The search for extraterrestrial life (as reference in this Huffington Post article) is heavily weighted, nowadays, toward the search for a “habitable zone” around other suns. But there are arguments for the possibility that life could develop in environments well outside that.
If we were to discover life, even microbes, in the seas of Europa or within Jupiter’s atmosphere, it would really expand the search for life. My understanding is that everyone looking for habitable planets is now looking only in the “sweet spot” (sort of Venus-to-Mars-ish orbit, depending a lot on star type).
One of the big unanswered questions as I see it is how common magnetic fields are. Without one around Earth, life might have arisen but probably wouldn’t have survived…or might have taken even stranger forms than it did.
SPOILER ALERT: STUFF MENTIONED BELOW WILL SPOIL THE FILM EUROPA REPORT FOR YOU (ALTHOUGH IF YOU ASK ME YOU SHOULDN’T GIVE A DAMN). IT MAY ALSO SPOIL 2010: ODYSSEY TWO.
Carl Sagan collaborated on an awesome extrapolation of what kind of life might exist in a Jovian atmosphere (as “speculative nonfiction”) in his PBS TV series and its accompanying book, Cosmos. You can see what he proposed in this clip:
Arthur C. Clarke also included a pretty cool large-and-complex Europa-dwelling tentacle organism in 2010: Odyssey Two, which Europa Report basically lifted.
The Clarke version is the culmination to an amazingly tense sequence involving a Chinese spaceship whose crew might be doomed…or might not. The story element turns quickly and horrifically to violence. It’s one of my favorite sequences in all of Clarke’s work.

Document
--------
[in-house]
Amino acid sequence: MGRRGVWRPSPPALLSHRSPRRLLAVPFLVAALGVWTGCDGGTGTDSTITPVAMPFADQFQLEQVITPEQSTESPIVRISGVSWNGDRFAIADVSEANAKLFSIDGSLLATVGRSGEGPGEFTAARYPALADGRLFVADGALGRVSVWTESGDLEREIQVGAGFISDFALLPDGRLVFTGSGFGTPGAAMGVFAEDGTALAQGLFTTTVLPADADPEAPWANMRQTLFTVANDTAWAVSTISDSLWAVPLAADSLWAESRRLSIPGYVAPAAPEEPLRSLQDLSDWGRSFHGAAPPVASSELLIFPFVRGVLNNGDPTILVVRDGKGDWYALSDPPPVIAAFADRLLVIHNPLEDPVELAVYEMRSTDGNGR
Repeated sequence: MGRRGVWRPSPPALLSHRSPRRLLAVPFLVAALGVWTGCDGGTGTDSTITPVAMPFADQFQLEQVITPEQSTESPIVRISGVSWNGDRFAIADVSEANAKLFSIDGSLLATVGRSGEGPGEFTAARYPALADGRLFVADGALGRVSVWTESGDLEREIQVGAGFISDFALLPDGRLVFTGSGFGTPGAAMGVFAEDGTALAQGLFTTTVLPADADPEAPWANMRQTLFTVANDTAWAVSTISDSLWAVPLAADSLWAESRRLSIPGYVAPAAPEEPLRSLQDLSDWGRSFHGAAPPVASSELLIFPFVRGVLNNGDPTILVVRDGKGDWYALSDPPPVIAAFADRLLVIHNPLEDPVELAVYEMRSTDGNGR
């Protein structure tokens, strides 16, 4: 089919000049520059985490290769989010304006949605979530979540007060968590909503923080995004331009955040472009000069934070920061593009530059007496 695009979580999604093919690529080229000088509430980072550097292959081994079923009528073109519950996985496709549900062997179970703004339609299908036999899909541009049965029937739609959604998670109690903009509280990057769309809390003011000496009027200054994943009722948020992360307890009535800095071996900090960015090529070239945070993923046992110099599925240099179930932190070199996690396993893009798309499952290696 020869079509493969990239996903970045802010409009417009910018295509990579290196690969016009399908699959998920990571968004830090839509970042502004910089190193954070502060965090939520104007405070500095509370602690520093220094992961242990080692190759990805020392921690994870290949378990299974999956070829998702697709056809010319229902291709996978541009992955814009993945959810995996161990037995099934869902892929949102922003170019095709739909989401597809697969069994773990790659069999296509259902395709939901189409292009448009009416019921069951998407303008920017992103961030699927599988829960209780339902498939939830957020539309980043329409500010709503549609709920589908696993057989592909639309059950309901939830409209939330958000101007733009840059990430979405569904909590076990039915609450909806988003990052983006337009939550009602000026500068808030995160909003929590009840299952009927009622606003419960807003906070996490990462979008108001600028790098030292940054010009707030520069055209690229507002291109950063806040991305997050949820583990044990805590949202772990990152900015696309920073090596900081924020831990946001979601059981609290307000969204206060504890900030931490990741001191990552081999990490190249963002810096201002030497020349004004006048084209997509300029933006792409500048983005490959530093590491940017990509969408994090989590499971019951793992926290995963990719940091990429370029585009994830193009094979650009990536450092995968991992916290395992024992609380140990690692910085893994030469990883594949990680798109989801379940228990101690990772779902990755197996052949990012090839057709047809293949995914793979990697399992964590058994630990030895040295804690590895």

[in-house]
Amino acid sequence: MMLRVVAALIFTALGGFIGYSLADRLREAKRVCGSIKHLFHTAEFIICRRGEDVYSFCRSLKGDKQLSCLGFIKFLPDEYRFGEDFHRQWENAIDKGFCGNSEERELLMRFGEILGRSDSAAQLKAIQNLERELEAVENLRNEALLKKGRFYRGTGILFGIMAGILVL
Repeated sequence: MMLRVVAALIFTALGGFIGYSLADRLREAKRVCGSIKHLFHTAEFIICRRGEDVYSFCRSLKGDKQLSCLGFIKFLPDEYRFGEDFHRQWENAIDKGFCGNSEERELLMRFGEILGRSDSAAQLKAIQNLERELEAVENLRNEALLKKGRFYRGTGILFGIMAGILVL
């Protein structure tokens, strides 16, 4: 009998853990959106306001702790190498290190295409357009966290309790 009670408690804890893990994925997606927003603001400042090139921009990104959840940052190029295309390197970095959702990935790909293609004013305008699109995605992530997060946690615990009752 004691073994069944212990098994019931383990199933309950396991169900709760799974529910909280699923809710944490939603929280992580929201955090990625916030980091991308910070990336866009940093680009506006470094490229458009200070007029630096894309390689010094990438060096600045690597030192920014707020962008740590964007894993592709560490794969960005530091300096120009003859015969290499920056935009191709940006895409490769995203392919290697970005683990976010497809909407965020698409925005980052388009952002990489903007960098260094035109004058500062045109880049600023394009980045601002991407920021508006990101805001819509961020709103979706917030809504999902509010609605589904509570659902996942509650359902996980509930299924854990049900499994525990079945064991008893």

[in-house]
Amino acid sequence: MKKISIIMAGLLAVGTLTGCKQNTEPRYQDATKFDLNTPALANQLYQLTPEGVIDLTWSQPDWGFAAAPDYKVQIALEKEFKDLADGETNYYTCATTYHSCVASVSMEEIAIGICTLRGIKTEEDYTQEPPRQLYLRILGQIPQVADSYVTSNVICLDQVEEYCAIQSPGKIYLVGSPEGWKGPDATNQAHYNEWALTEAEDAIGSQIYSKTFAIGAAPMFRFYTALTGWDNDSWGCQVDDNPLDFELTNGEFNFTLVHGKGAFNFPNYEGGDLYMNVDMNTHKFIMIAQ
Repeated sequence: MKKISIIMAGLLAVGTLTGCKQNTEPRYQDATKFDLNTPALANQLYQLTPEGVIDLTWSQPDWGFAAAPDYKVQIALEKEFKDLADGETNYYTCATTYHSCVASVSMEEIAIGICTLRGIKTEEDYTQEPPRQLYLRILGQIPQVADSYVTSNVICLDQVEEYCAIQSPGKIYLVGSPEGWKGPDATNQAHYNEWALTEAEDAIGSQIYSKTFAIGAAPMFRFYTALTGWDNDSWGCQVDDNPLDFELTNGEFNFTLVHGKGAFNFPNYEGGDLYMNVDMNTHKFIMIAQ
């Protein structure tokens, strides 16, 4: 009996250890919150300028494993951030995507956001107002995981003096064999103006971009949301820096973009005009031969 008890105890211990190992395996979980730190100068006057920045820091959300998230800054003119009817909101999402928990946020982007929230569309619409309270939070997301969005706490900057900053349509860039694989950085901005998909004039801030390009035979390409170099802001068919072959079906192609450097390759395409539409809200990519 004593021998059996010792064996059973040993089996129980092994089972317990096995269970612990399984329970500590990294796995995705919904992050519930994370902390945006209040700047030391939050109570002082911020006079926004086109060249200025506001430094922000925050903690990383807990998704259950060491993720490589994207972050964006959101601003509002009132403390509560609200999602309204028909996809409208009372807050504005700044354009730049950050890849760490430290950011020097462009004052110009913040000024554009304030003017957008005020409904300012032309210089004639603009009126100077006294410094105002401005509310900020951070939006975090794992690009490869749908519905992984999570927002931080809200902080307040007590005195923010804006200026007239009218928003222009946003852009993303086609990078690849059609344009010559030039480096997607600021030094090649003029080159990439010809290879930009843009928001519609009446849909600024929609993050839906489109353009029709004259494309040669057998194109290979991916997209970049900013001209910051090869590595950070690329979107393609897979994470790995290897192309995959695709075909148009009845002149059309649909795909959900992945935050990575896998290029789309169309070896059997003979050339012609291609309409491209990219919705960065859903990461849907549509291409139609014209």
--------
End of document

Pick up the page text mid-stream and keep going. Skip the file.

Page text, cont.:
On the other hand, I thought Europa Report was bollocks. I felt like the film went wrong from teh first few frames, and it never recovered my confidence. The entire film felt confused, and yet it never turned the “found footage” format into an asset the way it could have with, I believe, far less effort than was expended. I never felt like I was REALLY watching found footage, and I certainly never felt like I was watching the “report” the film tries to frame itself as.
Such a report, prepared by the company that launched the expedition, would not have pursued the goal of “creating tension.” Let’s face it, it woulda started with the most important information, which I think in any century and on any planet would be “HOLY FUCKIN’ SHIT!!!! THERE ARE MOTHERFUCKIN’ TENTACLE FUCKIN’ MONSTERS ON MOTHERFUCKIN’ EUROPA!!!!”
If I was, you know, a stockholder in that damned company, I’d be all, “Why the hell did you make me wait ninety minutes before you told me my company just discovered alien life? Go get the buggywhip!!”
Which could have worked, just fine, but it would have required the screenplay not to be a slow-build to an agonizingly predictable Blair Witch “reveal” lifted from one chapter of a 1980s science fiction novel that most Clarke fans don’t even consider one of his major works.
In Clarke’s novel, the FACT of life on Europa becomes extremely important, as the reason for the “space babymakers” to convert Jupiter into a second sun. But the form of it is kind of a horror-show throwaway, while being supported by real (and convincing) science. With Europa Report, the weight of the story rested on the “Surprise!” moment in which we discover there are tentacle monsters in the seas of Europa. Sadly, that’s something exobiology nerds have been speculating on for twenty or thirty years. It’s gotten to be an exobiology cliche. I find it hard to believe that anyone who watched the Discovery Channel for any significant amount of time in the last 20 years would be surprised to discover there are tentacle monsters in the seas of Europa. (In a film, that is. If it happened in reality I would crap my pants, same as everybody.)
I would forgive Europa Report all of that, if the film had succeeded in building tension for me. I’ve never been so bored, or so tormented by awkward and forced dialogue that is actually never quite dialogue, just incoherent pieces of monologue that never met an exploration of “tell don’t show” they don’t like. I can only hope the team’s next film is Screenwriting Class Report, while the crew escapes Europa’s monsters and is sent back to Earth to make its own sequel, Acting Class Report.
These films can air in a drive-in triple-feature with the more-accurate follow-up to Gravity: Orbital Mechanics.